Stapelia grandiflora var. conformis is a clump-forming stem succulent reaching heights from 15 cm to 30 cm. It was previously known as S. macowanii and by several other names as its relationships with the closest other taxons in its genus and family became clearer to botanists over the years.
The flower has a pale cream inner surface upon its corolla, the five lobes curving strongly back, hiding their tips. Delicate brown-red lines run transversely across the corolla surface in a lace-like, irregular pattern, the colouring tending to become more dominant towards the largely obscured lobe tips. Sparsely scattered long white hairs protrude from the back, the outside corolla surfaces or margins. The sepals of this flower are hairier than the corolla.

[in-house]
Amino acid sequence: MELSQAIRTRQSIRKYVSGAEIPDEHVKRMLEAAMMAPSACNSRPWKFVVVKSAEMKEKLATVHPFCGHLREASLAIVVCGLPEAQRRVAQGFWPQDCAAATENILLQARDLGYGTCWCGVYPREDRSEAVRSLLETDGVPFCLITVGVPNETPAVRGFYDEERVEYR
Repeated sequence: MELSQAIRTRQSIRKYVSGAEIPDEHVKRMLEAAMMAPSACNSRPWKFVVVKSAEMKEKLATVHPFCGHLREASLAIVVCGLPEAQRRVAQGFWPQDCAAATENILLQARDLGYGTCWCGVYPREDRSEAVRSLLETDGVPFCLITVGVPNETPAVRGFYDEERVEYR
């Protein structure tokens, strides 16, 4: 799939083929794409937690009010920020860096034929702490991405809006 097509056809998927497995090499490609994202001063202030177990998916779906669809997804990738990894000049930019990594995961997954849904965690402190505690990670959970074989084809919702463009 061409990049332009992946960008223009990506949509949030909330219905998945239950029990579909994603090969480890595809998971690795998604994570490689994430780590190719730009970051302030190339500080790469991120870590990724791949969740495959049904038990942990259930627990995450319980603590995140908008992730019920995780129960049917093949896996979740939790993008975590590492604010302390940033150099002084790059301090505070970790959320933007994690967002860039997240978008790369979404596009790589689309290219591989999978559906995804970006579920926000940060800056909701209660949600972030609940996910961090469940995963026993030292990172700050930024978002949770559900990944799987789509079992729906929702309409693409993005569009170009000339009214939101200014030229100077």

The flower centre shows five indentations like seams continuing the separation of the lobes into the corolla tube around the corona. The inner corona lobes are each formed of a single wing-shaped part, sometimes with a tooth-like projection at its winged tip that is occasionally notched.
The flower odour has been compared to “a slightly fermenting Stilton (blue) cheese”.
The species distribution lies in the inland karoid part of the Eastern Cape near Jansenville and Albany, maybe in the region in between. This plant is not often seen. Still, the species is not considered to be threatened in its habitat early in the twenty first century (White and Sloane, 1937; www.redlist.sanbi.org).